I came home with this little treasure chest of information and called UAMS. But Lee didn’t have a passport or New York State identification right then and it was too far to drive.
In December, finally, we set out. By then, Lee was not feeling so great. At every security point, it took an extra half-hour to get him through without proper identification. Pretty soon I was pushing him in a wheelchair, and by the time we got to Little Rock we were both exhausted. Lee had made friends, though, with almost every person we met. The sheer life force in Lee was undiminished.
That was Monday, December 13th, 2021. The tests on Lee filled all of Tuesday, Wednesday and Thursday. I accompanied him on the first day, then worked from our shared hotel room on the second and third days. On Friday morning, we packed our suitcases and returned to the hospital one last time to see the oncologist. All the nurses and receptionists knew Lee by then, some had ordered one or another of his books, and asked him to sign it for them. There was a lot pride showing in having Lee on their floor or in their ward.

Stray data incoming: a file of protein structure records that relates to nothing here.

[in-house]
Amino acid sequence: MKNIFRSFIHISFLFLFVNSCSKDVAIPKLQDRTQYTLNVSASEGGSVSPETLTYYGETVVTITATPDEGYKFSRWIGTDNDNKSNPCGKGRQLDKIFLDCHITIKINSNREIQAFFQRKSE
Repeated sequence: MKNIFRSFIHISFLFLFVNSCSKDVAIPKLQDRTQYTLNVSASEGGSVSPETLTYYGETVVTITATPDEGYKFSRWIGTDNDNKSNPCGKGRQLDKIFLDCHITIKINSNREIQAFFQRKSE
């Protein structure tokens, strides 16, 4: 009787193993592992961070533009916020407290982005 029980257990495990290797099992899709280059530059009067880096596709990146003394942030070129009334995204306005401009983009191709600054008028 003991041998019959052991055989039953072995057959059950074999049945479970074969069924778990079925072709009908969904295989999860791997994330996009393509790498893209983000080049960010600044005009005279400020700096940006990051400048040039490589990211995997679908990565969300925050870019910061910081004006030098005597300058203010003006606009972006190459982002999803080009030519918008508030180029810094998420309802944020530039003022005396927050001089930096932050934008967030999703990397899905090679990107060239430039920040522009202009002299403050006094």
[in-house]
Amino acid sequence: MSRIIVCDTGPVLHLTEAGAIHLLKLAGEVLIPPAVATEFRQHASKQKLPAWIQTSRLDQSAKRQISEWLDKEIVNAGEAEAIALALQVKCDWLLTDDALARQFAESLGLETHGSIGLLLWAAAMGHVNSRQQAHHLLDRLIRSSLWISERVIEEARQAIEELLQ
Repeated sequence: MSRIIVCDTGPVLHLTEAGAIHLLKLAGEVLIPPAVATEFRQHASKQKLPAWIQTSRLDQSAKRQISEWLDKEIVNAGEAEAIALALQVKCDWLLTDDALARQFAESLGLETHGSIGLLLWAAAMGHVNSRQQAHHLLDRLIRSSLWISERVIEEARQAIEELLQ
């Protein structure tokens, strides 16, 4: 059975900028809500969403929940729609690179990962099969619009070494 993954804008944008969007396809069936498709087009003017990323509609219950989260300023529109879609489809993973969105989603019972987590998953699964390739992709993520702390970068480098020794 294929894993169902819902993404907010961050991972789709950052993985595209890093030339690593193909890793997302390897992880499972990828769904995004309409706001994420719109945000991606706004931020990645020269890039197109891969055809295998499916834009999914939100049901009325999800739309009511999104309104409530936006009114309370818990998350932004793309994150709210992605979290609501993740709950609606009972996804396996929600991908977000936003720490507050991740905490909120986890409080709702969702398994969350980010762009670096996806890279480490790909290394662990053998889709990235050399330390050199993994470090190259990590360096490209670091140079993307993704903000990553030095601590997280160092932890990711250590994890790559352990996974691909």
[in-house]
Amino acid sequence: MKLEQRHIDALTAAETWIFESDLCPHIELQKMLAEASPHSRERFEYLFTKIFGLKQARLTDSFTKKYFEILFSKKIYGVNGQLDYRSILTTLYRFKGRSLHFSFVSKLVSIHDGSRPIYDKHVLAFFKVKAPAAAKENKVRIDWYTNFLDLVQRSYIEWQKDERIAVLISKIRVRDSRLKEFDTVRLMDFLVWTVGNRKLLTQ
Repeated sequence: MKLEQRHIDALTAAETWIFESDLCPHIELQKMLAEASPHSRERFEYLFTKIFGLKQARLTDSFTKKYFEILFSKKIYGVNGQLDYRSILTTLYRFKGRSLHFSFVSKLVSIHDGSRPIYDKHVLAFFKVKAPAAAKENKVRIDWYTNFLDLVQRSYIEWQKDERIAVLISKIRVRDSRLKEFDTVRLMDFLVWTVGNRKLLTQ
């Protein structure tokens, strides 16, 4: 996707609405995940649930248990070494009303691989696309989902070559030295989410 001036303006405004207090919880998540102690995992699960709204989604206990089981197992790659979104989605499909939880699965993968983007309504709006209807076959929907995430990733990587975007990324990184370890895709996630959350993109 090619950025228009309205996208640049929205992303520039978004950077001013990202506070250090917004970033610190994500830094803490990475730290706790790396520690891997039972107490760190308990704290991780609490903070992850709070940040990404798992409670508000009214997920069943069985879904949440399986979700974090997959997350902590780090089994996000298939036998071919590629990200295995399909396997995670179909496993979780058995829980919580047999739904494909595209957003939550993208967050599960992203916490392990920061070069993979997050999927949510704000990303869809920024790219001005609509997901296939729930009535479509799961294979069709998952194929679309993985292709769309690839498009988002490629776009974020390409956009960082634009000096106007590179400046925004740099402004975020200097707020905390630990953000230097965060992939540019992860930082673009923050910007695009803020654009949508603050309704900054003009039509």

The oncologist said, as he pored over the results of all Lee’s tests: If you go home, you’ll be dead in four to six weeks. If you allow me to admit you and start you right away on a regimen of five different chemotherapies, and you respond well to the treatment, you might yet still have a full and productive life ahead of you.
Lee stayed, and I flew back east alone. That was a year and a half ago. He responded beautifully to the chemo. He was able to return home in the middle of January 2022, and to continue treatment locally through Sloan Kettering’s outpatient service in White Plains. Today he’s got two book projects going, is able to walk short distances without getting short of breath, and has (all but) stopped smoking.
June 2023 is the 25th anniversary of the publication Grand Central Winter: Stories from the Street, Lee’s first book, a near masterpiece that appeared at the end of June 1998, with an introduction by Kurt Vonnegut.